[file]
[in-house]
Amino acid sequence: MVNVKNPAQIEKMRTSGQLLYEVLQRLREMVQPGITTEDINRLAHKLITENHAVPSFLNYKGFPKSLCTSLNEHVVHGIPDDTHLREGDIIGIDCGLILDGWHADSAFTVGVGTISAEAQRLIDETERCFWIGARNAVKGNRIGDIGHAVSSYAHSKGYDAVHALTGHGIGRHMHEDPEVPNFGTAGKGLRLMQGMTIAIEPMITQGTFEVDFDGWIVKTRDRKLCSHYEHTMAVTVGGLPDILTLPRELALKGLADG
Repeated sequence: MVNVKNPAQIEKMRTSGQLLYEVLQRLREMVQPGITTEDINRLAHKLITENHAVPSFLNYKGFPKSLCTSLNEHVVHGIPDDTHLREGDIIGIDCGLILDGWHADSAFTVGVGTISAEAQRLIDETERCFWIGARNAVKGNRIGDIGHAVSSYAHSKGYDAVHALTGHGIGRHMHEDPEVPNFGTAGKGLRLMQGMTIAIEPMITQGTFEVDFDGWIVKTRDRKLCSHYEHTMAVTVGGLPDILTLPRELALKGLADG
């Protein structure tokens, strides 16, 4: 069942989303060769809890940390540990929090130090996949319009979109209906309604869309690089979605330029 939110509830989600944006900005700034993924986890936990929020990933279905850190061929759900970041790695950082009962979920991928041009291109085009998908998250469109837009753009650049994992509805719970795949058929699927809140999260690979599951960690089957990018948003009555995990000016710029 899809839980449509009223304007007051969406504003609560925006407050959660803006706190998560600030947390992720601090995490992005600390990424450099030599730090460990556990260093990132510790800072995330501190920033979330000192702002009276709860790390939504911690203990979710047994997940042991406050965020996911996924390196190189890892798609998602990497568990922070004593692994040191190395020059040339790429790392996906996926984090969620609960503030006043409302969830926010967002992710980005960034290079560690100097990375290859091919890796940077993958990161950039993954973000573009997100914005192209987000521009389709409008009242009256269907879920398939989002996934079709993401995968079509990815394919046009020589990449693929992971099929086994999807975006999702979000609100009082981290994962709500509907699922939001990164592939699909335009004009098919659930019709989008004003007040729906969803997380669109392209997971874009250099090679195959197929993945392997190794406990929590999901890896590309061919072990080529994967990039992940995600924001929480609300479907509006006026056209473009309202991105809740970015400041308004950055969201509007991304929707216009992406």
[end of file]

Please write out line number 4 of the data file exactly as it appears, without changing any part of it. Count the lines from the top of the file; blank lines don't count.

């Protein structure tokens, strides 16, 4: 069942989303060769809890940390540990929090130090996949319009979109209906309604869309690089979605330029 939110509830989600944006900005700034993924986890936990929020990933279905850190061929759900970041790695950082009962979920991928041009291109085009998908998250469109837009753009650049994992509805719970795949058929699927809140999260690979599951960690089957990018948003009555995990000016710029 899809839980449509009223304007007051969406504003609560925006407050959660803006706190998560600030947390992720601090995490992005600390990424450099030599730090460990556990260093990132510790800072995330501190920033979330000192702002009276709860790390939504911690203990979710047994997940042991406050965020996911996924390196190189890892798609998602990497568990922070004593692994040191190395020059040339790429790392996906996926984090969620609960503030006043409302969830926010967002992710980005960034290079560690100097990375290859091919890796940077993958990161950039993954973000573009997100914005192209987000521009389709409008009242009256269907879920398939989002996934079709993401995968079509990815394919046009020589990449693929992971099929086994999807975006999702979000609100009082981290994962709500509907699922939001990164592939699909335009004009098919659930019709989008004003007040729906969803997380669109392209997971874009250099090679195959197929993945392997190794406990929590999901890896590309061919072990080529994967990039992940995600924001929480609300479907509006006026056209473009309202991105809740970015400041308004950055969201509007991304929707216009992406």